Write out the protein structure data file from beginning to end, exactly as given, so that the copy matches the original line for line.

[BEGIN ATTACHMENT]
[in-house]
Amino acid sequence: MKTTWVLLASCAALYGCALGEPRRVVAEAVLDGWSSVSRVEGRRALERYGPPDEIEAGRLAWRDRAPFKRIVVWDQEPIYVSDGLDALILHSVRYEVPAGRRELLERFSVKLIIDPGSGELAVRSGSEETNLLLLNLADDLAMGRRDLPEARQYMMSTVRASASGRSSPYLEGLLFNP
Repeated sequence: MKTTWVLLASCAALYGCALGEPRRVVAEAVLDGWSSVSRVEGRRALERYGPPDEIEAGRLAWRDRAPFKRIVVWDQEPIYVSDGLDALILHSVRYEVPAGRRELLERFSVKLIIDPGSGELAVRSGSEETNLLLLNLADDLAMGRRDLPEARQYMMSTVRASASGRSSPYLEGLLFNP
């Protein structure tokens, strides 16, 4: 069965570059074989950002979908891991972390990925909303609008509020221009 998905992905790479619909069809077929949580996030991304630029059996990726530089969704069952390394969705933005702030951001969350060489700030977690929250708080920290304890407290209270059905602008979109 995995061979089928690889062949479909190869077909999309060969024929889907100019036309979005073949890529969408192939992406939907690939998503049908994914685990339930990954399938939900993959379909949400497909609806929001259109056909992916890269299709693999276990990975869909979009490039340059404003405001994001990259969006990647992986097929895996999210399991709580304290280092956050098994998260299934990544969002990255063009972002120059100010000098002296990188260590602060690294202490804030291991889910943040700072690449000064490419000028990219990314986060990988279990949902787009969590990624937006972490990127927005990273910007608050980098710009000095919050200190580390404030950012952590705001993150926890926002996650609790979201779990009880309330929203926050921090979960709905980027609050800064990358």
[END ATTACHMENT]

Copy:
[in-house]
Amino acid sequence: MKTTWVLLASCAALYGCALGEPRRVVAEAVLDGWSSVSRVEGRRALERYGPPDEIEAGRLAWRDRAPFKRIVVWDQEPIYVSDGLDALILHSVRYEVPAGRRELLERFSVKLIIDPGSGELAVRSGSEETNLLLLNLADDLAMGRRDLPEARQYMMSTVRASASGRSSPYLEGLLFNP
Repeated sequence: MKTTWVLLASCAALYGCALGEPRRVVAEAVLDGWSSVSRVEGRRALERYGPPDEIEAGRLAWRDRAPFKRIVVWDQEPIYVSDGLDALILHSVRYEVPAGRRELLERFSVKLIIDPGSGELAVRSGSEETNLLLLNLADDLAMGRRDLPEARQYMMSTVRASASGRSSPYLEGLLFNP
């Protein structure tokens, strides 16, 4: 069965570059074989950002979908891991972390990925909303609008509020221009 998905992905790479619909069809077929949580996030991304630029059996990726530089969704069952390394969705933005702030951001969350060489700030977690929250708080920290304890407290209270059905602008979109 995995061979089928690889062949479909190869077909999309060969024929889907100019036309979005073949890529969408192939992406939907690939998503049908994914685990339930990954399938939900993959379909949400497909609806929001259109056909992916890269299709693999276990990975869909979009490039340059404003405001994001990259969006990647992986097929895996999210399991709580304290280092956050098994998260299934990544969002990255063009972002120059100010000098002296990188260590602060690294202490804030291991889910943040700072690449000064490419000028990219990314986060990988279990949902787009969590990624937006972490990127927005990273910007608050980098710009000095919050200190580390404030950012952590705001993150926890926002996650609790979201779990009880309330929203926050921090979960709905980027609050800064990358």